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Human Population and Bird Habitat
Of the many reasons given to explain the decline in some bird species such as warblers, thrushes, shore birds and grassland birds, habitat loss seems to emerge as the primary cause. Some species require large uninterrupted tracts of forest, grassland, marsh or beach and cannot thrive in small, limited islands of habitat. At the same time, there are some species of birds that do well in the edge habitat provided by the fragmentation of woodlands by suburban sprawl. The burgeoning population of the common crow is due, in some part, to the fragmentation of woodlands.

In order to get a sense of how urban development has overtaken our region, look at the series of maps of housing density (See sidebar "Density Population Maps") that represent a residential density of three houses per 2.5 acres. On Long Island, it appears that only parks, the pine-barrens preserves, wetlands and some remaining farmland remain free of development. The same is true for New Jersey and the Connecticut coast and river valleys. Steep topography remains a limiting factor for dense development. The risks associated with living on a barrier beach do not seem to limit dense development.

The very sharp decline of grassland birds in the mid-west stems from changes in agricultural crops and mowing/harvesting practices. Double cropping - getting two crops a year on a single tract of farm land - means mowing or harvesting early in the summer when birds still have young in the nest. Here in the east, many fields of hay and alfalfa have been converted to housing tracts.

One of the first large development tracts, in the New York City metropolitan area, was Levittown. This development was built on the largest natural grassland in the northeast; the Hempstead Plains.

The grassland birds had some nesting habitat in the hay fields of the dairy farms in New Jersey and upstate New York. Also, many airports cover vast tracts of land, and are, in effect, man-made grasslands which still support ground-nesting birds such as upland sandpipers, meadowlarks and grasshopper sparrows. Now, some older and obsolete airports are being decommissioned and converted into industrial parks and shopping malls.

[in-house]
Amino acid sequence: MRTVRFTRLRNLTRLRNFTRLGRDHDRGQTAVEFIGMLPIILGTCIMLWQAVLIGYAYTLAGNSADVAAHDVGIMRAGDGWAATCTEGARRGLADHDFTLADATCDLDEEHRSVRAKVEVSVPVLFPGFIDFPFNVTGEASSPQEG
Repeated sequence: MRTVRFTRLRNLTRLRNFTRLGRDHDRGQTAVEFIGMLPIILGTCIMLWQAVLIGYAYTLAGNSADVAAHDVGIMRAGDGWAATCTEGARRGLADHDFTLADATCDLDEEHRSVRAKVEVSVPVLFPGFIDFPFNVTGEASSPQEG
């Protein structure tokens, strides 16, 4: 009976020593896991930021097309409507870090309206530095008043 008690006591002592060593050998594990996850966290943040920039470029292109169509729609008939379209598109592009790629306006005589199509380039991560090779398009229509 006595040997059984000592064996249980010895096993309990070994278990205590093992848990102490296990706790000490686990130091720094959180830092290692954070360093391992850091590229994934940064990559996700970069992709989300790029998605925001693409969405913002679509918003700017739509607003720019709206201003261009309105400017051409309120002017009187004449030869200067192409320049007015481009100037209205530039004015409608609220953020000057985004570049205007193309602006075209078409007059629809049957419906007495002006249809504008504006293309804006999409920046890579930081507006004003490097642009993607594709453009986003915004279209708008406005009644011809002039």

From the mid-1970s into the '80s there were breeding grassland birds such as grasshopper sparrows, meadowlarks, upland sandpipers, American kestrels and northern harriers from Southern New Jersey to the eastern tip of Long Island. That range includes New York City itself. In New York City, the last record for a nesting short-eared owl - another ground-nesting grassland bird - was in 1981 in Floyd Bennett Field. Although short-eared owls continued to breed in New Jersey and on Long Island for a few years after that, they no longer do.

As open space surrounding some breeding bird habitat becomes covered by development, some birds may return to raise their young where they have been successful in the previous season. This return to less than optimal habitat is called site fidelity. But such diminished space is unlikely to attract replacements once the holdouts die off or nesting failure occurs. The smaller the continuous open space, the less likely it is to attract a first-time grassland bird breeder.

The desire for some open green space around their homes also seems to be one of the reasons why people want to move to the suburbs and beyond. The developers claim to be meeting the housing demands of the increasing population in this and other metropolitan regions but that does not account for the rate of urban sprawl. Between 1970 and 1990, while urbanization in this region increased by 65%, the actual population increased by only 8%. An expansive road system, economically marginal farms, cheap energy and water have facilitated the sprawl into the region's open space. Some of these very same factors may, eventually, define the limits of development. The availability of clean water from wells has already set some limits on Long Island. But the damage has been done and developed land will not revert to open fields and woodland.

Some of the bird nesting habitat loss from urban sprawl will be reflected in the data coming out of the 2000 to 2005 New York State Breeding Bird Atlas when compared to the same type of breeding bird survey done from 1980 to 1985. The sharp decline in breeding grassland birds in this region will become apparent. Undeterred by all the loss of habitat in this region, the New York City Audubon Society will continue to make every effort to preserve and protect wildlife habitat here in the five boroughs of New York City.

Density Population Maps

Notice the density population (marked in red) increase from 1950 to 1970 to 1990.




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